Closed for the year
Last spring spring volunteers undertook the first Thames Region survey of Great Crested Newts using environmental DNA (eDNA) surveys. Great Crested Newts have a secretive nocturnal life style, which, in the past, has presented a challenge for those trying to find out which ponds are important. Thanks to eDNA, it’s possible to find this out simply using a water sample which is analysed in a lab for any residual DNA that may have been left by the newts.
In aquatic environments eDNA is left by plants and animals through shed cells and excretions. It can persist for several weeks and sampling it allows us to identify species living in the water easily and reliably. In the case of Great Crested Newts this means no more stumbling around in the dark with torches unless you really want to.
The kits are currently being analysed by SPYGEN and the result will be available this coming winter.
The survey is open to all levels of ability and no previous experience is needed. You can learn everything you’ll need to know from the materials below and our short training video (coming soon).
- The eDNA kits and survey materials will be delivered you to by your regional officer.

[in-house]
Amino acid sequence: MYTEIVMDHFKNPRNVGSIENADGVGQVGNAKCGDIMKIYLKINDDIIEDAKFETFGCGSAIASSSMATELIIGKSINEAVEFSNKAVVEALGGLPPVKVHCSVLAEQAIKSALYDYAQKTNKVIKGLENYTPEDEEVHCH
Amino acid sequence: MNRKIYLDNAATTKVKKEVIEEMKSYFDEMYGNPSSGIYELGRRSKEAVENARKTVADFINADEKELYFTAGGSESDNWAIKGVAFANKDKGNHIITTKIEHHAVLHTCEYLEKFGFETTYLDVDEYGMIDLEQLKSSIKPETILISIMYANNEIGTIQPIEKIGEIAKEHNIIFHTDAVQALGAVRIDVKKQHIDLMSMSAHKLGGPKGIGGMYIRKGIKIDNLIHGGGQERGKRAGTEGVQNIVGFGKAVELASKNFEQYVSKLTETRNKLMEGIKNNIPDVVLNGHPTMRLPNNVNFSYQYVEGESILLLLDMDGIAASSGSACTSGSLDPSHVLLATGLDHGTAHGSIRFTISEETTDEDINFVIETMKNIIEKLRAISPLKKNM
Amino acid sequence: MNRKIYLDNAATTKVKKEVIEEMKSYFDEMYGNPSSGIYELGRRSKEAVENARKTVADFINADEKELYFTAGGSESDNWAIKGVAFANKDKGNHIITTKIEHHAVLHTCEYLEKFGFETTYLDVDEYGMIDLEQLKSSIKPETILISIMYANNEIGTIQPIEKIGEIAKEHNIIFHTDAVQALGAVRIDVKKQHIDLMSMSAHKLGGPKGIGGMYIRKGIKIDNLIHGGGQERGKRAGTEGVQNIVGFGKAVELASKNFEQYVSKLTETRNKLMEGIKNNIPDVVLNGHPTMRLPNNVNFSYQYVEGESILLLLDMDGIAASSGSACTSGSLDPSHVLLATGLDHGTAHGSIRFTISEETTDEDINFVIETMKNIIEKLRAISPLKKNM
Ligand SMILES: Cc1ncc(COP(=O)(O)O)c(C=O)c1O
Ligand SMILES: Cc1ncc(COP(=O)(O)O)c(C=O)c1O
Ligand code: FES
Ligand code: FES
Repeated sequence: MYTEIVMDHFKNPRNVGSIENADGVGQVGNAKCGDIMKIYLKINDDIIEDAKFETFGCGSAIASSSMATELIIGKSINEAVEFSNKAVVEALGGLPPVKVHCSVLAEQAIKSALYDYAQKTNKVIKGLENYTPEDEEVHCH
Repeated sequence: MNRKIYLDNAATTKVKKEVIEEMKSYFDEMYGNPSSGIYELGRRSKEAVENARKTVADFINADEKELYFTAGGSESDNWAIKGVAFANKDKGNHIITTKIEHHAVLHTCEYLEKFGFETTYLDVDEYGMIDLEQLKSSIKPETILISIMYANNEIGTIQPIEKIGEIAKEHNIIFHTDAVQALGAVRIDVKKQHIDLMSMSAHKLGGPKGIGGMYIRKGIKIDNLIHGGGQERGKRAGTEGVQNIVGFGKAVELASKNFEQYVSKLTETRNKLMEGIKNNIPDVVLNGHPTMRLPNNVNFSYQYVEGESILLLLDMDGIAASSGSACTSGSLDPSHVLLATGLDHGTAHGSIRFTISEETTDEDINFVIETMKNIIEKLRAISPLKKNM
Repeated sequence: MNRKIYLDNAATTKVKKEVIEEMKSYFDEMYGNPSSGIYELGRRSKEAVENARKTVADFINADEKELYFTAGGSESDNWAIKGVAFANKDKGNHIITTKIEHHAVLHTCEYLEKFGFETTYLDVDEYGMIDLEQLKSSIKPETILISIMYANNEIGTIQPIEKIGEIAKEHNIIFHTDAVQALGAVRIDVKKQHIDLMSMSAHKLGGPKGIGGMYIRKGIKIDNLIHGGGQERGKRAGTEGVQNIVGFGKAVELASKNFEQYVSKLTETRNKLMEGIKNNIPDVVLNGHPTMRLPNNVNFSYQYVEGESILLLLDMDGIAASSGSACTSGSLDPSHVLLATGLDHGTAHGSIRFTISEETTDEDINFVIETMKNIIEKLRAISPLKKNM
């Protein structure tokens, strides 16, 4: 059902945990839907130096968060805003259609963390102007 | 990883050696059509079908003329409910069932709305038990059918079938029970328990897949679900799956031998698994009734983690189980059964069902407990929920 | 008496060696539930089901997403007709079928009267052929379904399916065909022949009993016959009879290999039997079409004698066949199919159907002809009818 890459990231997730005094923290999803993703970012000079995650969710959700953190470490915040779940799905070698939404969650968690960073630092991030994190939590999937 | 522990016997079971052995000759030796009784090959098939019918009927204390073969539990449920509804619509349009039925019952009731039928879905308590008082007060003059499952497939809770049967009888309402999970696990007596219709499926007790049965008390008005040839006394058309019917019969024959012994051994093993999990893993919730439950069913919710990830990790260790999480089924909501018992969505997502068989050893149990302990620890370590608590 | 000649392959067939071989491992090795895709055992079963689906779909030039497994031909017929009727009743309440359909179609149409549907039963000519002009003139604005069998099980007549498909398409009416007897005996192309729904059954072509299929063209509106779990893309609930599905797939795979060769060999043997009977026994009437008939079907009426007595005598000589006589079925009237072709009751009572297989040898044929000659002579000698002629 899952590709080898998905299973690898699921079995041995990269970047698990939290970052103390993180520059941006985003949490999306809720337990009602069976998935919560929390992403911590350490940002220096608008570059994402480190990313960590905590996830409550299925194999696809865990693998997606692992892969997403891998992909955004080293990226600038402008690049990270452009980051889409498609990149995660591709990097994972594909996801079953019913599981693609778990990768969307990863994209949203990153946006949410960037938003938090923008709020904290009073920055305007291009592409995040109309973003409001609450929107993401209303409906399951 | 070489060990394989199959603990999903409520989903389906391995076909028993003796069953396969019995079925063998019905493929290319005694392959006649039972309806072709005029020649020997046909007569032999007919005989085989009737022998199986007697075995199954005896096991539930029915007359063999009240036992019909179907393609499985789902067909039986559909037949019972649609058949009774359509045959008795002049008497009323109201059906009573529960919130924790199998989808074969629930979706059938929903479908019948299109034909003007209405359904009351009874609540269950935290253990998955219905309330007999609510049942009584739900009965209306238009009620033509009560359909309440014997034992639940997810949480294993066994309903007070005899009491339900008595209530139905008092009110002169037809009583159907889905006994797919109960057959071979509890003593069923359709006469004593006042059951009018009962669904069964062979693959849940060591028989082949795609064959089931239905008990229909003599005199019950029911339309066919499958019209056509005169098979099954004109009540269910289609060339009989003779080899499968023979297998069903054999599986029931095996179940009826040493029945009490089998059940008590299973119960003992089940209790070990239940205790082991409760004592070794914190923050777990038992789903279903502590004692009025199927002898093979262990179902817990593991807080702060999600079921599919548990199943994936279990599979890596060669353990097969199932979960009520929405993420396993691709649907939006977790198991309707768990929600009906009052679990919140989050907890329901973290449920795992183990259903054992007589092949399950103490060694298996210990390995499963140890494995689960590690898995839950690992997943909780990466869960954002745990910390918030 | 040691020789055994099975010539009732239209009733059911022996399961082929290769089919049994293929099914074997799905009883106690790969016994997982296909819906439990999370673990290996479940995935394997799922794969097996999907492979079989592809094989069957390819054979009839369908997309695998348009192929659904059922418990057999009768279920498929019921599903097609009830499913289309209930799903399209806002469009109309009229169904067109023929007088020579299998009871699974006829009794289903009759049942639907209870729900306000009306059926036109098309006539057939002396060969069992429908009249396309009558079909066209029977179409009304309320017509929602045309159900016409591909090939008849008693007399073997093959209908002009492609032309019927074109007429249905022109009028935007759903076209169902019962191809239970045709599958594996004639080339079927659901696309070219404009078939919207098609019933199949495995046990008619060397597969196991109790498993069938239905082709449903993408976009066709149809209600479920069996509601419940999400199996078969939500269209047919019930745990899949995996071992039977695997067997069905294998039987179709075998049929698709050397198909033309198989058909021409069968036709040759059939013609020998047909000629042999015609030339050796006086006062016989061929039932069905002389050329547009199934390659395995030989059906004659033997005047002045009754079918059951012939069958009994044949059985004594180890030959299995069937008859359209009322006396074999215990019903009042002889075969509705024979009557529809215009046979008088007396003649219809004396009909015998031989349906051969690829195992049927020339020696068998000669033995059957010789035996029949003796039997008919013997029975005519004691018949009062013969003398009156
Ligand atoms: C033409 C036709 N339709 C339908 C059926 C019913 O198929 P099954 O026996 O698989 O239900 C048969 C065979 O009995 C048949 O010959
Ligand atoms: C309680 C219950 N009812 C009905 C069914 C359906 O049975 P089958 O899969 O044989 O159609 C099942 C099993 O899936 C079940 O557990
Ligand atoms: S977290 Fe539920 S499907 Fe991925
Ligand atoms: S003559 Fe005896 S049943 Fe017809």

- Use the supplied site pack to locate your allocated 1km grid square.
- Collect a water sample using an eDNA kits from each pond in your allocated 1km grid square.
- Fill out a eDNA survey form and habitat survey form. (an average sized pond will take around 1 hour to sample and an extra 30 minutes to fill out the habitat survey form).
- Give your eDNA kits back to your regional officer.
- Your samples will be couriered to France to be analysed for Great Crested Newt DNA by SpyGen, international leaders in the field of eDNA.
- We’ll email the results to everyone in September.
2016 Thames Water for Wildlife Survey Sites
The Thames Region eDNA surveys are funded by Thames Water, the Heritage Lottery Fund and Natural England. All water sample analysis will be undertaken by the French genetics specialists SPYGEN.